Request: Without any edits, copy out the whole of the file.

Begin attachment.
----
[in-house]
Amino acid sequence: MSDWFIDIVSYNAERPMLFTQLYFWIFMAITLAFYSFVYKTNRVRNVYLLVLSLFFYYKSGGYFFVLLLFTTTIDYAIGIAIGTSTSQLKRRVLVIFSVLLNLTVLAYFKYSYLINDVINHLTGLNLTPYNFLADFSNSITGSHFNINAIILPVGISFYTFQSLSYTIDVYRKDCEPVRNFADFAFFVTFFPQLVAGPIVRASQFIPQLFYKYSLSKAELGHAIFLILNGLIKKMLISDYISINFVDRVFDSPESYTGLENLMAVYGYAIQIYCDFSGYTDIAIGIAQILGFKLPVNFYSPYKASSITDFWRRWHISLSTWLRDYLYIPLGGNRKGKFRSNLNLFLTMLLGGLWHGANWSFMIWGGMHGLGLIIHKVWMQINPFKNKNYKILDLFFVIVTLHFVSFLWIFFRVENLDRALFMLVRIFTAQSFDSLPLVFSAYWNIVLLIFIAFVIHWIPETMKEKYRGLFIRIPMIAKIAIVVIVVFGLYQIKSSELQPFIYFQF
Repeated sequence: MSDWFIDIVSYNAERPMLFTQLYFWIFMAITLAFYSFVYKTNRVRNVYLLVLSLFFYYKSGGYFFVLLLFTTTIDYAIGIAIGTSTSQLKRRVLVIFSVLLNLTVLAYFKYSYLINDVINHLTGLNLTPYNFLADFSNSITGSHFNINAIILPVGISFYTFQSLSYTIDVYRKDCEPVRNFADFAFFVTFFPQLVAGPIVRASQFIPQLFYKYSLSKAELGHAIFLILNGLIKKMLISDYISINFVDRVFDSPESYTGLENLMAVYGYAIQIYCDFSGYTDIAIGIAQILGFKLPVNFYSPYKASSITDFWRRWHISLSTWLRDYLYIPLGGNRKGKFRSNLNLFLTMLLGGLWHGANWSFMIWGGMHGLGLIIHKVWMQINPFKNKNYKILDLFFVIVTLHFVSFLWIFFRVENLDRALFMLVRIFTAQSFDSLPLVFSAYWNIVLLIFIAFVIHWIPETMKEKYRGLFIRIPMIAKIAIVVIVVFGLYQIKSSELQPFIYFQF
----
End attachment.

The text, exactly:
[in-house]
Amino acid sequence: MSDWFIDIVSYNAERPMLFTQLYFWIFMAITLAFYSFVYKTNRVRNVYLLVLSLFFYYKSGGYFFVLLLFTTTIDYAIGIAIGTSTSQLKRRVLVIFSVLLNLTVLAYFKYSYLINDVINHLTGLNLTPYNFLADFSNSITGSHFNINAIILPVGISFYTFQSLSYTIDVYRKDCEPVRNFADFAFFVTFFPQLVAGPIVRASQFIPQLFYKYSLSKAELGHAIFLILNGLIKKMLISDYISINFVDRVFDSPESYTGLENLMAVYGYAIQIYCDFSGYTDIAIGIAQILGFKLPVNFYSPYKASSITDFWRRWHISLSTWLRDYLYIPLGGNRKGKFRSNLNLFLTMLLGGLWHGANWSFMIWGGMHGLGLIIHKVWMQINPFKNKNYKILDLFFVIVTLHFVSFLWIFFRVENLDRALFMLVRIFTAQSFDSLPLVFSAYWNIVLLIFIAFVIHWIPETMKEKYRGLFIRIPMIAKIAIVVIVVFGLYQIKSSELQPFIYFQF
Repeated sequence: MSDWFIDIVSYNAERPMLFTQLYFWIFMAITLAFYSFVYKTNRVRNVYLLVLSLFFYYKSGGYFFVLLLFTTTIDYAIGIAIGTSTSQLKRRVLVIFSVLLNLTVLAYFKYSYLINDVINHLTGLNLTPYNFLADFSNSITGSHFNINAIILPVGISFYTFQSLSYTIDVYRKDCEPVRNFADFAFFVTFFPQLVAGPIVRASQFIPQLFYKYSLSKAELGHAIFLILNGLIKKMLISDYISINFVDRVFDSPESYTGLENLMAVYGYAIQIYCDFSGYTDIAIGIAQILGFKLPVNFYSPYKASSITDFWRRWHISLSTWLRDYLYIPLGGNRKGKFRSNLNLFLTMLLGGLWHGANWSFMIWGGMHGLGLIIHKVWMQINPFKNKNYKILDLFFVIVTLHFVSFLWIFFRVENLDRALFMLVRIFTAQSFDSLPLVFSAYWNIVLLIFIAFVIHWIPETMKEKYRGLFIRIPMIAKIAIVVIVVFGLYQIKSSELQPFIYFQF